Re: Is This Really the End of Pro Tools? [Re: Anderton] #2995584 06/24/19 12:37 PM
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At this point I fall firmly into the hobbyist category where I rarely get great value out of the music software I buy or upgrade, sometimes not using it for months or almost never. I often upgrade with the best intention that I'll get real busy with it soon and then weeks or months go by while I'm procrastinating or more often, busy with other things. The thought of paying for a subscription to any of this would be the end of it for me and it's possible I'd go back to using some type of multi-track hardware recorder (I might even get more done!). It's what happened with Quicken. I was happy using it to keep track of my finances and then upgrading when upgrades became available but then they suddenly switched to this subscription model and I held back. I created an Excel spreadsheet that morphed into being fairly advanced and flexible with automated and detailed formulas and pretty soon I had no need for Quicken while also learning a great deal about spreadsheet programming.

Re: Is This Really the End of Pro Tools? [Re: Anderton] #2995617 06/24/19 04:09 PM
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Here's what I wrote in another forum on June 19:

Originally Posted by GeoffGrace
It's interesting that this should happen while I'm reevaluating my use of Pro Tools going forward.

This began when I discovered that Pro Tools hasn't been releasing all of my RAM when deactivating my virtual instruments. On average after a VI has been made inactive, Pro Tools continues to hang onto roughly 50% of the RAM it used for that plugin. This can add up fast when instantiating and deactivating a variety of plugins. Simply closing and reopening the session won't help. I have to quit Pro Tools and reboot it to release the RAM.

Shorty after discovering this issue, Logic 10.4.5 was released, showing no evidence of this problem on that DAW. I decided to call Avid tech support about this issue, and they insisted on using email instead to sort this out. At this point, it's still unresolved after several days of back and forth messages. As an Apple customer, I'm used to top notch technical support. Avid's support has been a letdown so far—not just compared to Apple but compared to Digidesign. So far, it's been all questions and no answers.

I already have Logic Pro X, but it was last my main DAW during the '90s (before the term "DAW" was coined). Nonetheless, it's been looking more and more attractive to me with its new disable/enable tracks feature, the intuitive tempo features introduced last year, and 1,000 tracks limit. Pro Tools' advancement during the same period has been relatively weak, in my opinion.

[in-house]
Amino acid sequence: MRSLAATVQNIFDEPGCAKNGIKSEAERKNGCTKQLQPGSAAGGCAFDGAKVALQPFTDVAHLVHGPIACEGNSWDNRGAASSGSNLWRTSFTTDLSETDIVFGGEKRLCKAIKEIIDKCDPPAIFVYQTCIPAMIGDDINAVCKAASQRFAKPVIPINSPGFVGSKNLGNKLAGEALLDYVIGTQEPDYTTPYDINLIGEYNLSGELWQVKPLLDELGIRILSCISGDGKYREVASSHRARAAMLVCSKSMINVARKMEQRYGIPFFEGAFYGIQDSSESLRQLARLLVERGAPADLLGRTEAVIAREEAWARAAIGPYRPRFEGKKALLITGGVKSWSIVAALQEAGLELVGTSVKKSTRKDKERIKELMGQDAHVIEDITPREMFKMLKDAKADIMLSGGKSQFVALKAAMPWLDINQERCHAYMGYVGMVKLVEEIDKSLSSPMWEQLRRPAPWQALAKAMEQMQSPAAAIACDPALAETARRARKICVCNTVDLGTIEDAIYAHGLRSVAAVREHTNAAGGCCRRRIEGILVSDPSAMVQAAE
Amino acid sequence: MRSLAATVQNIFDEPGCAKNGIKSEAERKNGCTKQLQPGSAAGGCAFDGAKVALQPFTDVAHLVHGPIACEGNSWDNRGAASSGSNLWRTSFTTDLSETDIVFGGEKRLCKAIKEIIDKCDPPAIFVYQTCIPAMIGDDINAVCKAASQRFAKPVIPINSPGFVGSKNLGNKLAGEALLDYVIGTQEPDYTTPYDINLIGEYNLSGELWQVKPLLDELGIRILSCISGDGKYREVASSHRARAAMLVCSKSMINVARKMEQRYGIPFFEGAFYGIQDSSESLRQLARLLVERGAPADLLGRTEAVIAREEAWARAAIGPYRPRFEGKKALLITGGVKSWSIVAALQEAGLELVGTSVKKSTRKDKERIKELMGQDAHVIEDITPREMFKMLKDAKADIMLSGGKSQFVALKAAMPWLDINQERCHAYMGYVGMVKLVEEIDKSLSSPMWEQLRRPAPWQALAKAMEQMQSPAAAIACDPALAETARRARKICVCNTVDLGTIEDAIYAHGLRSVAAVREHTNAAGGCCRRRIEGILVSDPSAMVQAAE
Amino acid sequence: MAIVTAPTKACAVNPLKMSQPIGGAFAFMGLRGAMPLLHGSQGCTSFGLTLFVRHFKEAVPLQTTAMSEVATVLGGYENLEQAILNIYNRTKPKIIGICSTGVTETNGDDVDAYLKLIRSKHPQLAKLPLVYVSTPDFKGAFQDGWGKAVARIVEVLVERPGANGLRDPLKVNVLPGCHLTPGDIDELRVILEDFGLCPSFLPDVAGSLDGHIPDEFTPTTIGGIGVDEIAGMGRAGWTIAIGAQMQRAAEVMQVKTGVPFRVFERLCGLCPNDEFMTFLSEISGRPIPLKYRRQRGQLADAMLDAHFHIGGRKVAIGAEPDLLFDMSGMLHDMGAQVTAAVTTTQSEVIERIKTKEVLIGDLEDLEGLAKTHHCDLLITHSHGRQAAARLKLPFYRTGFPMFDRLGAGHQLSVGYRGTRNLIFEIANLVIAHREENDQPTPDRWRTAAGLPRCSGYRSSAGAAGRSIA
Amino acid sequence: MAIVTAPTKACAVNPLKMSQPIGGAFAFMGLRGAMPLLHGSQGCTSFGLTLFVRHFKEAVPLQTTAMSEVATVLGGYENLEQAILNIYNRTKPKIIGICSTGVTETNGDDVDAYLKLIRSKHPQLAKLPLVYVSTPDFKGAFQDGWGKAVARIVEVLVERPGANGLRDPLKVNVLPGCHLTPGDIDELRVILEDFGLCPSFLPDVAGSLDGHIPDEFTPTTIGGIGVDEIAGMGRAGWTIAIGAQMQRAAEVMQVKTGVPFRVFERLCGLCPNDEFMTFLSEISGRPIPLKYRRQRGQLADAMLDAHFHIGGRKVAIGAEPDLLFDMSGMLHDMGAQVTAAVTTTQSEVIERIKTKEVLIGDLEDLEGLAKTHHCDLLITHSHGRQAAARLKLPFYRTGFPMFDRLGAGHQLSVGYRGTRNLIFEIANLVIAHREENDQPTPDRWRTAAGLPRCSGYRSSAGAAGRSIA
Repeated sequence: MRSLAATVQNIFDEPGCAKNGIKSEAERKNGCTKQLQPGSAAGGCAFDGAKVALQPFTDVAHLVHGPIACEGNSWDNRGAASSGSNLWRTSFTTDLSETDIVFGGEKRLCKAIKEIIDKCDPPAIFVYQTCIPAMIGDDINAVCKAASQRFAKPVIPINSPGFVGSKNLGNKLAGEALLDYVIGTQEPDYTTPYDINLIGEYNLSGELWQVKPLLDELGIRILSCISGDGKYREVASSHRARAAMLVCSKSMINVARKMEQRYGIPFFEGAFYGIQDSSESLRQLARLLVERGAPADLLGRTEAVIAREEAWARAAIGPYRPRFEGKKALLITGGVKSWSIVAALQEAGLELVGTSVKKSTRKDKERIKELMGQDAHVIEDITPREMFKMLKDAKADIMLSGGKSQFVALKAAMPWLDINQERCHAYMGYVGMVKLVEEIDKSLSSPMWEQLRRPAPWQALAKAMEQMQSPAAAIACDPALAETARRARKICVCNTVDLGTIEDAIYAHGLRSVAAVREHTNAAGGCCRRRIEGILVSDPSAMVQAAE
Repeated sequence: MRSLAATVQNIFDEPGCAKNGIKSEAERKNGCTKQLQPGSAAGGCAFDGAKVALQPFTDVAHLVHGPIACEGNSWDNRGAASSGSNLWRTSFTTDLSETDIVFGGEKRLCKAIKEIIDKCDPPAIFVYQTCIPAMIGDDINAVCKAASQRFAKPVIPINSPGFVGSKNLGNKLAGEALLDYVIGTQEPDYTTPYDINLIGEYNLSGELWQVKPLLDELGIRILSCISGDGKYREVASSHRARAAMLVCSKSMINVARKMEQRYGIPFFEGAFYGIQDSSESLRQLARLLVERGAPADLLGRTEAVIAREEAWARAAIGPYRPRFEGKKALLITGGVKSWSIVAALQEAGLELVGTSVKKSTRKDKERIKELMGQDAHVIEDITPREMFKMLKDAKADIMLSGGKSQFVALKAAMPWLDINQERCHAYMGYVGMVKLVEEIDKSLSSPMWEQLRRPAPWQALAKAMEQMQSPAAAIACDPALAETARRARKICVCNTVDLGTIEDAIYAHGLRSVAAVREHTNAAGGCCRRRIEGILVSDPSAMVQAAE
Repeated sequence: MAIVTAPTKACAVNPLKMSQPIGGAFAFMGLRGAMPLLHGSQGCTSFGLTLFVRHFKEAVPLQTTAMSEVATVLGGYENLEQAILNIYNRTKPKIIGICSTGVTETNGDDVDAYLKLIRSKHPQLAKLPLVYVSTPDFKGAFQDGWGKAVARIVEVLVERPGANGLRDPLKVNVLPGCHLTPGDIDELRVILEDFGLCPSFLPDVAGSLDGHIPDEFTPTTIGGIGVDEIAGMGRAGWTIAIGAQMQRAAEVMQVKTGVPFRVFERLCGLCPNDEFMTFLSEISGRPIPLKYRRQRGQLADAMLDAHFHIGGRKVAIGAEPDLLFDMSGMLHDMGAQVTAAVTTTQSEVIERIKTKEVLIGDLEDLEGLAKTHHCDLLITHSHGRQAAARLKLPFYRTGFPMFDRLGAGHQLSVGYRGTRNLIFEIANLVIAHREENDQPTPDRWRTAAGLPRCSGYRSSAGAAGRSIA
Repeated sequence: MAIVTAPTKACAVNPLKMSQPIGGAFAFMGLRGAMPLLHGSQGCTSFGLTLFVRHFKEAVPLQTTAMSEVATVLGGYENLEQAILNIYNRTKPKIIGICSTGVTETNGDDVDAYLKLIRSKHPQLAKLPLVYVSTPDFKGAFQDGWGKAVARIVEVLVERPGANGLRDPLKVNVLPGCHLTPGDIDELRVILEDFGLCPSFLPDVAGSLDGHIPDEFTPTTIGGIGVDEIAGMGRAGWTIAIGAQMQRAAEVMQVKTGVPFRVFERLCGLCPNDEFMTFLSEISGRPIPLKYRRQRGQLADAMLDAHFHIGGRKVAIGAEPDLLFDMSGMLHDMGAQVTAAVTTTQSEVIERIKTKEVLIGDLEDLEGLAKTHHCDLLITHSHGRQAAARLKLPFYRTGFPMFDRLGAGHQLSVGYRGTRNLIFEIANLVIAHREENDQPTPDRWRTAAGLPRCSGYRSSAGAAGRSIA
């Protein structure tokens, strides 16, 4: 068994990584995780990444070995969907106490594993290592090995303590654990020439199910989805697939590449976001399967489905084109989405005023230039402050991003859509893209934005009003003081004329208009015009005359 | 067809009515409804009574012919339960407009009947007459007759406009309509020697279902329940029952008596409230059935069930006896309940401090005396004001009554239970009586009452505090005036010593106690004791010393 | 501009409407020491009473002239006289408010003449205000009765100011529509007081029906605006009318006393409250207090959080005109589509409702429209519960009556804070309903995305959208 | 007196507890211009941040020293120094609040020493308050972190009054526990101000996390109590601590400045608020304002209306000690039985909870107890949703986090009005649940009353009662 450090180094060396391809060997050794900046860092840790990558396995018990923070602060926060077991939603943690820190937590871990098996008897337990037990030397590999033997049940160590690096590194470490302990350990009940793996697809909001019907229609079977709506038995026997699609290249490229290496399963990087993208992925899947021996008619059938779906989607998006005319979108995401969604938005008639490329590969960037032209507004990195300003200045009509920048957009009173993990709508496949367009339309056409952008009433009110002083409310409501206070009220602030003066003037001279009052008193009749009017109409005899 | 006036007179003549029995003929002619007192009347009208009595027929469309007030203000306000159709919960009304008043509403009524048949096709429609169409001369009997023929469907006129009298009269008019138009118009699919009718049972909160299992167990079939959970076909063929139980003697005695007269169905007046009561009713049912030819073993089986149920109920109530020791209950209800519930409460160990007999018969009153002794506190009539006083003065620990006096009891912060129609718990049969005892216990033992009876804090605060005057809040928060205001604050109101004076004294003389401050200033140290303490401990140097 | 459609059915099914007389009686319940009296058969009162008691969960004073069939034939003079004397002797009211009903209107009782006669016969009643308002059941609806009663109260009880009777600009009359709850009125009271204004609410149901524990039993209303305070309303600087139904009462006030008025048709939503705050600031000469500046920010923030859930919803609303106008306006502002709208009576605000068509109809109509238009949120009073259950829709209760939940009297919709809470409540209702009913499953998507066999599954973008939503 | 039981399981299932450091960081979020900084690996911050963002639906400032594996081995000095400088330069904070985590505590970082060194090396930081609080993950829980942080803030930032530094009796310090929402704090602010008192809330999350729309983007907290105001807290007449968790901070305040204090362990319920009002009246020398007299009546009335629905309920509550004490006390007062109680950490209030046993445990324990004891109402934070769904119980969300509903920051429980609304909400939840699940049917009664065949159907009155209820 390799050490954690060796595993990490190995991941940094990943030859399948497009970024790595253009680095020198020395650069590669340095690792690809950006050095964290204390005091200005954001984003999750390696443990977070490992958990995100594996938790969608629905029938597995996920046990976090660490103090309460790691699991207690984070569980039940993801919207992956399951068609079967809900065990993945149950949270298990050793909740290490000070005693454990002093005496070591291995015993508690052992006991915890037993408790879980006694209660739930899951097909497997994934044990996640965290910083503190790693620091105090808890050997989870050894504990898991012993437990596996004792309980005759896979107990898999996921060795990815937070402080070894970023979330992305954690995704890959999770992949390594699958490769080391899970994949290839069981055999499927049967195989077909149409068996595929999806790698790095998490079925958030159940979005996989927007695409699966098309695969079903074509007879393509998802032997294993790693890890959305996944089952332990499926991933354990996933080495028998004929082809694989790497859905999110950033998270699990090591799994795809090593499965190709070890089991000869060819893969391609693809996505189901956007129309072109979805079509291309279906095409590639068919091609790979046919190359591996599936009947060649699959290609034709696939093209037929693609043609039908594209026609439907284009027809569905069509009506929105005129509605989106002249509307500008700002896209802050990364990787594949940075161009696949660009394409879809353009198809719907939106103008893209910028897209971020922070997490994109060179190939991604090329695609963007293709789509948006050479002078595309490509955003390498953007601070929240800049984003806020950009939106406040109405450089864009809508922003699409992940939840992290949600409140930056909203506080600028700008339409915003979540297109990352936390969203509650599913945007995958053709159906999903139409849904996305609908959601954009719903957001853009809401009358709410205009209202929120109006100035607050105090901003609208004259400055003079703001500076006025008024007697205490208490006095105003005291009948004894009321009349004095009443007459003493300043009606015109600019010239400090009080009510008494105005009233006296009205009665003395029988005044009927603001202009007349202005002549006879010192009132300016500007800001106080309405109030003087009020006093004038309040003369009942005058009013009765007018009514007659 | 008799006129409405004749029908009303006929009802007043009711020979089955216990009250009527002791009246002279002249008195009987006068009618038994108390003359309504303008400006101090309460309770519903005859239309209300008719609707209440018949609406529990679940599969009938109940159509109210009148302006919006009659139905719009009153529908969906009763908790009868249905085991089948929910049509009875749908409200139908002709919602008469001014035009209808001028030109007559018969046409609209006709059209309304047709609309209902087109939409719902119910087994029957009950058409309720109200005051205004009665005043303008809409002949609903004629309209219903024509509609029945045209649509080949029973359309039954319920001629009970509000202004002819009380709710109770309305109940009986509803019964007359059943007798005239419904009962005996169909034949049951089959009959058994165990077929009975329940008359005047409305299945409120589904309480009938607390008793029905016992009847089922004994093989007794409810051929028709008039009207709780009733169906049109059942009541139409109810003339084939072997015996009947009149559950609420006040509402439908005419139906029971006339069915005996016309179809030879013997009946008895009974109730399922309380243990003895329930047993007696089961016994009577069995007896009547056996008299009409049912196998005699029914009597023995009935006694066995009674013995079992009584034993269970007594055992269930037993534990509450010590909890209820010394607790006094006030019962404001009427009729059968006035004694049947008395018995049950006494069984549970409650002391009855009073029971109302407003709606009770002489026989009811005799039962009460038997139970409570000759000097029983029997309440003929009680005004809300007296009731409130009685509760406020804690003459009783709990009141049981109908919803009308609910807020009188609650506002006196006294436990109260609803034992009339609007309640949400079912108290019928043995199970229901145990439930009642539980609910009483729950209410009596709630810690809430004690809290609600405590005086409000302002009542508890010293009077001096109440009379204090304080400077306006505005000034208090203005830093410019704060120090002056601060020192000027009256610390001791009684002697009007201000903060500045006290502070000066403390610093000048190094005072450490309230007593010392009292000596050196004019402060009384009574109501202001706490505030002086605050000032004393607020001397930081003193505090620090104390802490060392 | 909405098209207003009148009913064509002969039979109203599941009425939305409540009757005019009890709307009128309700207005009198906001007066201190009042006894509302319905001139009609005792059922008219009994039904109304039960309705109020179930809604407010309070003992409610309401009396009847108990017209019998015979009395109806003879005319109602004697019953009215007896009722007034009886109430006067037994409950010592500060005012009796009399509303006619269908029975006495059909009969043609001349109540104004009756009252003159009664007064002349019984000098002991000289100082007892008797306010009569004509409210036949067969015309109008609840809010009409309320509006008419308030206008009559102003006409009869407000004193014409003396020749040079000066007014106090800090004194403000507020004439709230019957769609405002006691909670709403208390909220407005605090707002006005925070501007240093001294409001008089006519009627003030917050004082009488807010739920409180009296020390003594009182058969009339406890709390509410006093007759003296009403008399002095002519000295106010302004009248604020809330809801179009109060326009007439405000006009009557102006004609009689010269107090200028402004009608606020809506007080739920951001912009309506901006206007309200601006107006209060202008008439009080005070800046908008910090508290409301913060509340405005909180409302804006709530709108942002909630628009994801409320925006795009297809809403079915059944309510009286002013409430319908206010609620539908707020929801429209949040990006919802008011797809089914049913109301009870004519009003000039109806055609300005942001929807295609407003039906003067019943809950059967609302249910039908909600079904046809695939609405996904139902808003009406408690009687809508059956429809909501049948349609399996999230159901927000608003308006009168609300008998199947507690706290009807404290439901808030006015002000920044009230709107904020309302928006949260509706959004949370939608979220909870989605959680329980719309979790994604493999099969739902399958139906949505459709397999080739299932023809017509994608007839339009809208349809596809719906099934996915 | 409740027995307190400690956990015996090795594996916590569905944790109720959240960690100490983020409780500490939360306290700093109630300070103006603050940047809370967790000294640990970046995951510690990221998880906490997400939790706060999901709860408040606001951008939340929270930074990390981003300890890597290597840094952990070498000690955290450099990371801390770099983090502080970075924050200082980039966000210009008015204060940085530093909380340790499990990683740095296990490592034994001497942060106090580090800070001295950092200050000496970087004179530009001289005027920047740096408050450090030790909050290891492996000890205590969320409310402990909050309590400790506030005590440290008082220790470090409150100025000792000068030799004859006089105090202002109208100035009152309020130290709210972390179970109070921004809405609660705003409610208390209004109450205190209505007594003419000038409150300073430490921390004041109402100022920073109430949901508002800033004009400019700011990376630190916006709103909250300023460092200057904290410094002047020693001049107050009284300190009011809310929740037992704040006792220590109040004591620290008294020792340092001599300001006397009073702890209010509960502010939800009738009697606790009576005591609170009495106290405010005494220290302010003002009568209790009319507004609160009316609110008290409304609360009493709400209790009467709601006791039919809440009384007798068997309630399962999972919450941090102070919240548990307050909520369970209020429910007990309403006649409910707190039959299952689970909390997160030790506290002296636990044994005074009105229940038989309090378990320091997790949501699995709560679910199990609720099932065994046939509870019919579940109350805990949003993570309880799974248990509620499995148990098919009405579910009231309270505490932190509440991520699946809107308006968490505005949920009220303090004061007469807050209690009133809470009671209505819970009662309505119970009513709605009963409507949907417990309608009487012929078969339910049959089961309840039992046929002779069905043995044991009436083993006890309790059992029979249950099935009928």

I can't imagine abandoning Pro Tools any time soon, but I can imagine it playing a diminishing role in my workflow going forward.

Since then, I've updated my OS to Mojave, and tried the same activating/deactivating process in Pro Tools. Now, it's only hanging on to roughly 25% of my RAM. There are some tips that Avid support sent me by email that I have yet to try, so the situation remains unresolved.

I think Avid's moves to push the subscriber model will hurt them—eroding Pro Tools' dominance—but I don't see the end of Pro Tools on the horizon.

I mostly continue to use Pro Tools due to inertia at this point. It's been my main DAW ever since it got its MIDI act together. I don't have to think about Pro Tools when I make music, as it's become second nature to me.

Also, I never really warmed up to the object oriented approach of Logic back when I was using it, and I've always preferred Pro Tools' way of handling audio to that of any other DAW.

Nonetheless as the negatives of Pro Tools are affecting me more, and the positives of using Logic are looking better, I am seriously reconsidering the way I work. Most composers report that the new Logic Pro X 10.4.5 release is a "game changer." (There's that phrase again.)

Best,

Geoff


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Re: Is This Really the End of Pro Tools? [Re: Bone Muskeleton] #2995619 06/24/19 04:26 PM
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Originally Posted by Joe Muscara
I used to work for a software company and the programmers would stick with one version of a development environment when working on a project. They wouldn't update the development environment nor the OS until the project was completed.

That's my policy as well.

Originally Posted by Joe Muscara
regarding your comment about Adobe ("the price has to be right"), I'm not sure of that. I've seen a lot of designers move away from Adobe because they don't want to be part of the subscription model. Maybe the price is right, but the style isn't for them. I know for myself having added a few subscriptions to my life lately, that I need to keep an eye on all of them and not let myself jump into too many.